Later that year, the Celtic writing system is formalized.
1925 B.C.: The Picts emerge out of the jungles north of a Paris already burning from Celtic raids. The long Siege of Paris begins.
1750 B.C.: A French Great General arrives to defend Paris.
This levels the field a little. Previously, I'd been holding back French counter-attacks with my own Great General. Now that each side has one, the tide could turn quickly.
1725 B.C.: The French defenders sally forth from Paris with their Great General at the head of the army. The Picts besieging the city fall back to a nearby hill and make a stand there. The French are completely wiped out trying to take the hill, and the Great General is forced to flee south, through Paris and toward Lyon, to avoid capture.
Well, so much for the tide turning. By adjusting my line of battle very slightly, I was able to absorb the French counter-attack and leave them with no actual troops to defend the city. Great Generals can enhance an army's ability, but they can't fight on their own.
1550 B.C.: Barbarian warbands take advantage of the Celtic armies being away campaigning in France to raid the countryside around Edinburgh, taking civilians as slaves.
Ugh. This is what I get for not leaving any troops behind to fend off barbarians. I've lost my only Worker, which means I'll need to capture him back or build another one before I can continue building infrastructure like roads and farms--a very important task in the early game.
1500 B.C.: Construction is completed on STONEHENGE! It is of the proper proportions, and in no danger of being trod upon by the wee folk.
Much like the historical Celts, I've beaten everyone to being the first civilization to stack a bunch of big rocks together in a circle. This grants me a huge bonus to Faith generation.
Later that year, the Celts capture French refugees trying to flee Paris and send them back to Celtica to replace the lost workers taken by the barbarians.
Additionally, the Swedes approach the Celts asking for aid in a war against the Germans. They decline, despite the Swedish leader's epic beard.
I have nothing against the Swedes at this point, but diverting any troops to a second war would be too costly to my efforts in France. Besides, I have no compelling reason to ruin my friendship with Germany.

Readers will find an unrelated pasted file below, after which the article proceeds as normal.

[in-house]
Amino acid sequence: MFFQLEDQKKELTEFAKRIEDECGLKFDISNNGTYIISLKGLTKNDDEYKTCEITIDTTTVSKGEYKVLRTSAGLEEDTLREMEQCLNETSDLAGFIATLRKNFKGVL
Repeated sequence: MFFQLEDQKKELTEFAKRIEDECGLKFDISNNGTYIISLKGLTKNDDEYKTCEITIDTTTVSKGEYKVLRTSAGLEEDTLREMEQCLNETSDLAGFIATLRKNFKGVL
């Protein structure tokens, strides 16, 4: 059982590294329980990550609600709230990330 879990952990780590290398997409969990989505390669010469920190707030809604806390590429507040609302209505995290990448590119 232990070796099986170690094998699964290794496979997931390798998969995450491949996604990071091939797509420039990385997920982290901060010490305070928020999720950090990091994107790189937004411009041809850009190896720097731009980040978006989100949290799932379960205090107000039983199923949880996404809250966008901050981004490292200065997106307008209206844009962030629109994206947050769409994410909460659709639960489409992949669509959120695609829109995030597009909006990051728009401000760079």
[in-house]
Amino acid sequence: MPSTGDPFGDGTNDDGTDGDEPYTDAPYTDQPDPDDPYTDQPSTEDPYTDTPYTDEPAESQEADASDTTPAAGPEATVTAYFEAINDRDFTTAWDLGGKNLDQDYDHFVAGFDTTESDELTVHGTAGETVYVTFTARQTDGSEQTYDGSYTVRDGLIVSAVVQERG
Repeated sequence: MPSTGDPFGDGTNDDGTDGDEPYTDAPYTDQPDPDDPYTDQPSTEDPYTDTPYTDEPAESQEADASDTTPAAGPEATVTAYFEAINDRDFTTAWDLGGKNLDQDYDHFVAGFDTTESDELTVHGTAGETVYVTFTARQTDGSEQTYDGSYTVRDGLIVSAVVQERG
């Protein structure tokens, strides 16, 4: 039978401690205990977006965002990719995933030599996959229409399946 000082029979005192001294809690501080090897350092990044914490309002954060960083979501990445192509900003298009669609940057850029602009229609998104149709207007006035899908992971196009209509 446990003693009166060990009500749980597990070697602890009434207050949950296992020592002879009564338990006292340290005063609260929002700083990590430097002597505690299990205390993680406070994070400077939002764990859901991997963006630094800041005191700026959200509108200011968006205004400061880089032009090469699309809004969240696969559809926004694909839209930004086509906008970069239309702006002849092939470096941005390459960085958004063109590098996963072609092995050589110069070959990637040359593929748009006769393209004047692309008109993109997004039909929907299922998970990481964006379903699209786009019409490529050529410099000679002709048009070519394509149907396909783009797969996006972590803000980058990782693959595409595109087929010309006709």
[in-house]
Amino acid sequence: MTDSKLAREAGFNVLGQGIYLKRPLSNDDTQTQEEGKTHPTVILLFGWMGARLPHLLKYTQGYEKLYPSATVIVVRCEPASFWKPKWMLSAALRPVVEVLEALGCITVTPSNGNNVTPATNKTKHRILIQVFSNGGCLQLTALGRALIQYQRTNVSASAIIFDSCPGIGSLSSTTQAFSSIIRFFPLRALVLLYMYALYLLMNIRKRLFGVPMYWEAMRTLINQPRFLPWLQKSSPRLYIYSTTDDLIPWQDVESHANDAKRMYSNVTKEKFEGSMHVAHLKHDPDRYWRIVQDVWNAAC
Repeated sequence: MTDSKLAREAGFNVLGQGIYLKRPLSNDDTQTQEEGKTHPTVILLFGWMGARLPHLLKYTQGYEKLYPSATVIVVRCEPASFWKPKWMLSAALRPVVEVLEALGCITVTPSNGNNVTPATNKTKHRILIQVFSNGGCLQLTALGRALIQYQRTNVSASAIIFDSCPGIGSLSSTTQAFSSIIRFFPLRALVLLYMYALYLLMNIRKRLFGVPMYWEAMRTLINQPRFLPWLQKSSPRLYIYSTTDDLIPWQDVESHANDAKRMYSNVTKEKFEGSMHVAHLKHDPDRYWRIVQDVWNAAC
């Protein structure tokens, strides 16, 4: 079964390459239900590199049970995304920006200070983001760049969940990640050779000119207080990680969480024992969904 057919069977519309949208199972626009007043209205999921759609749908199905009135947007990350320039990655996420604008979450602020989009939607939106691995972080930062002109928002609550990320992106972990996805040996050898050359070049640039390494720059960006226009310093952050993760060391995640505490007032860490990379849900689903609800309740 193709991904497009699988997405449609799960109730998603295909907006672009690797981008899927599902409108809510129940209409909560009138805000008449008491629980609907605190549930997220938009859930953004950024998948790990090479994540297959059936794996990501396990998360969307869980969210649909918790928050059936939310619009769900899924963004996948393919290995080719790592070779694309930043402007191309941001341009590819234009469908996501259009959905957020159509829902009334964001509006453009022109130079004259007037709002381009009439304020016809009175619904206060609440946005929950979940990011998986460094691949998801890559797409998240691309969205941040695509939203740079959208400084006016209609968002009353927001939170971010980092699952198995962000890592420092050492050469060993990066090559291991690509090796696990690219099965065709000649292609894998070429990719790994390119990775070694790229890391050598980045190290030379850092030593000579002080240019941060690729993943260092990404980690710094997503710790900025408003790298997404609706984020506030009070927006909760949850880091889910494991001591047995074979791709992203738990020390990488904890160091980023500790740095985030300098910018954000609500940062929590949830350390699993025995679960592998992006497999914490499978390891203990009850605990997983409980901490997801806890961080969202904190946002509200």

1500 B.C. Pretty big year.
1450 B.C.: A Great Prophet is born in Edinburgh, and begins preaching of a gaming experience with no equal.
As expected, I beat all of the other civs to gaining a Great Prophet by a long shot. This allows me to turn the Pantheon my people worship into a World Religion that can be spread to other cities by Missionaries, increase my relations with fellow believers, and grant me greater bonuses. And what better dogma to spread than the supremacy of the PC? Sure, my followers won't even known what a PC is for about another 3500 years, but gods are supposed to be unknowable anyhow.
I choose Interfaith Dialogue as my first new belief, which gives me Science whenever I spread my religion to a foreign city. As more people embrace the PC, my progress towards actually inventing one will increase. For my second, I choose Religious Community, which increases my production empire-wide for every follower of the religion.
1150 B.C.: With the advent of Philosophy, the Celts enter the Classical Era.
I'm a little behind the curve here, since my tech choices were focused on some very specific early-game strategies. I'm one of the last five civs to emerge from the Ancient era, and the Celts are far from the scientific paragons I'm trying to make them into. Hopefully, all of that early investment will allow me to catch up quickly.
A new era has dawned. The Siege of Paris remains long and bloody. PC Elitism, the world's first major religion, is beginning to spread. The Swedes and Germans stand on the brink of a war the Celts can't afford to become involved in, but may find themselves forced into the middle of.
What new triumphs and challenges lie ahead for the burgeoning empire? You'll have to check back next week to find out!